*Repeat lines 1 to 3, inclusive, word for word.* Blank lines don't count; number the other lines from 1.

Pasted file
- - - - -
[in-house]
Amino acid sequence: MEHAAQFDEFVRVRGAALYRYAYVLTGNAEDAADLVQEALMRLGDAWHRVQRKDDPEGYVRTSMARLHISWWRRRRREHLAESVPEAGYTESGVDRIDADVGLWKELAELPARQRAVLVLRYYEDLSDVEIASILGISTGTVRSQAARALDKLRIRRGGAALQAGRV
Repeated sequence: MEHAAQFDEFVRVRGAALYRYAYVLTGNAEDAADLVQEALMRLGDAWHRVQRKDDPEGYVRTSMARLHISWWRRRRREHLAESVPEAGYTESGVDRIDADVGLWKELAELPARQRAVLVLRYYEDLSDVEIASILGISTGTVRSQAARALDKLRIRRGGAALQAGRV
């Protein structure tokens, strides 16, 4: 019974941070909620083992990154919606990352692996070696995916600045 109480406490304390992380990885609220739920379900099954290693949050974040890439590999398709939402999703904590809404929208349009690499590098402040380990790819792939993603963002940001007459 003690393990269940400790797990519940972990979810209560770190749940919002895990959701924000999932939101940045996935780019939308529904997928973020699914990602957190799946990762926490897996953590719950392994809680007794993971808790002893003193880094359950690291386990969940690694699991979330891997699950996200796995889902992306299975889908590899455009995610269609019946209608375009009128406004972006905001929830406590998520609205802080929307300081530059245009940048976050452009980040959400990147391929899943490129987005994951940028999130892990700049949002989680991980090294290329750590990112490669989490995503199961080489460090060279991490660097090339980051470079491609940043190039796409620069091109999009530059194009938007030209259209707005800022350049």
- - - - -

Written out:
[in-house]
Amino acid sequence: MEHAAQFDEFVRVRGAALYRYAYVLTGNAEDAADLVQEALMRLGDAWHRVQRKDDPEGYVRTSMARLHISWWRRRRREHLAESVPEAGYTESGVDRIDADVGLWKELAELPARQRAVLVLRYYEDLSDVEIASILGISTGTVRSQAARALDKLRIRRGGAALQAGRV
Repeated sequence: MEHAAQFDEFVRVRGAALYRYAYVLTGNAEDAADLVQEALMRLGDAWHRVQRKDDPEGYVRTSMARLHISWWRRRRREHLAESVPEAGYTESGVDRIDADVGLWKELAELPARQRAVLVLRYYEDLSDVEIASILGISTGTVRSQAARALDKLRIRRGGAALQAGRV